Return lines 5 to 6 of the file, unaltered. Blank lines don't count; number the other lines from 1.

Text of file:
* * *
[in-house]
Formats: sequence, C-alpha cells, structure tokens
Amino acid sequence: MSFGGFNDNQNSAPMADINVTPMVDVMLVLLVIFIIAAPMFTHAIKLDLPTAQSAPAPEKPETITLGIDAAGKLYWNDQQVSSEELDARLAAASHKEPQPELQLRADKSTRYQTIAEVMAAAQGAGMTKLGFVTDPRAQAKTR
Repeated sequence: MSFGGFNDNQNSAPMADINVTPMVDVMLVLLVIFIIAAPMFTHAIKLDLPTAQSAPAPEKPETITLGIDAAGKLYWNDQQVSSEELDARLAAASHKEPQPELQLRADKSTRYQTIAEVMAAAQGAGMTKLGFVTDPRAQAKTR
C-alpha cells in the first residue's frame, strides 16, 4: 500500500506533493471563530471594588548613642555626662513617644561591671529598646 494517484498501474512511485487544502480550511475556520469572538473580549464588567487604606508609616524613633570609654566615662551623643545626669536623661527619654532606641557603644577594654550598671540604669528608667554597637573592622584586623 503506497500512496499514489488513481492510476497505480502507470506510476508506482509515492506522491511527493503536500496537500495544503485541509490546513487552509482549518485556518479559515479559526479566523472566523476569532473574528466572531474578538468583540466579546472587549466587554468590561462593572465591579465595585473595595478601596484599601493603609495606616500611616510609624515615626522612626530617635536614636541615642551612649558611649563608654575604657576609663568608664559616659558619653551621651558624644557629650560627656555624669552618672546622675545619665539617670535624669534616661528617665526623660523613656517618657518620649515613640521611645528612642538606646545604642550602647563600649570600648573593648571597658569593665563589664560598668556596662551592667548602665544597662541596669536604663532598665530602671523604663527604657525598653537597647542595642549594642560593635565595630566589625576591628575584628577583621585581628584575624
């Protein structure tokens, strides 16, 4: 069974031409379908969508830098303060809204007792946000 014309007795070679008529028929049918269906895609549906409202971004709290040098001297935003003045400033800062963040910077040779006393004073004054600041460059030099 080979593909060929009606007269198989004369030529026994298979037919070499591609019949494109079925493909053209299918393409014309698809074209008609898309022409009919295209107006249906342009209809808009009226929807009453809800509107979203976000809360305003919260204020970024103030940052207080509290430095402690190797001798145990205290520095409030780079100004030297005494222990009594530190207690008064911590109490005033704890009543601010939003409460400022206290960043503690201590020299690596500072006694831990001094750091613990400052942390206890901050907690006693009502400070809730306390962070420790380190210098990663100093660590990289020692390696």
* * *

C-alpha cells in the first residue's frame, strides 16, 4: 500500500506533493471563530471594588548613642555626662513617644561591671529598646 494517484498501474512511485487544502480550511475556520469572538473580549464588567487604606508609616524613633570609654566615662551623643545626669536623661527619654532606641557603644577594654550598671540604669528608667554597637573592622584586623 503506497500512496499514489488513481492510476497505480502507470506510476508506482509515492506522491511527493503536500496537500495544503485541509490546513487552509482549518485556518479559515479559526479566523472566523476569532473574528466572531474578538468583540466579546472587549466587554468590561462593572465591579465595585473595595478601596484599601493603609495606616500611616510609624515615626522612626530617635536614636541615642551612649558611649563608654575604657576609663568608664559616659558619653551621651558624644557629650560627656555624669552618672546622675545619665539617670535624669534616661528617665526623660523613656517618657518620649515613640521611645528612642538606646545604642550602647563600649570600648573593648571597658569593665563589664560598668556596662551592667548602665544597662541596669536604663532598665530602671523604663527604657525598653537597647542595642549594642560593635565595630566589625576591628575584628577583621585581628584575624
């Protein structure tokens, strides 16, 4: 069974031409379908969508830098303060809204007792946000 014309007795070679008529028929049918269906895609549906409202971004709290040098001297935003003045400033800062963040910077040779006393004073004054600041460059030099 080979593909060929009606007269198989004369030529026994298979037919070499591609019949494109079925493909053209299918393409014309698809074209008609898309022409009919295209107006249906342009209809808009009226929807009453809800509107979203976000809360305003919260204020970024103030940052207080509290430095402690190797001798145990205290520095409030780079100004030297005494222990009594530190207690008064911590109490005033704890009543601010939003409460400022206290960043503690201590020299690596500072006694831990001094750091613990400052942390206890901050907690006693009502400070809730306390962070420790380190210098990663100093660590990289020692390696």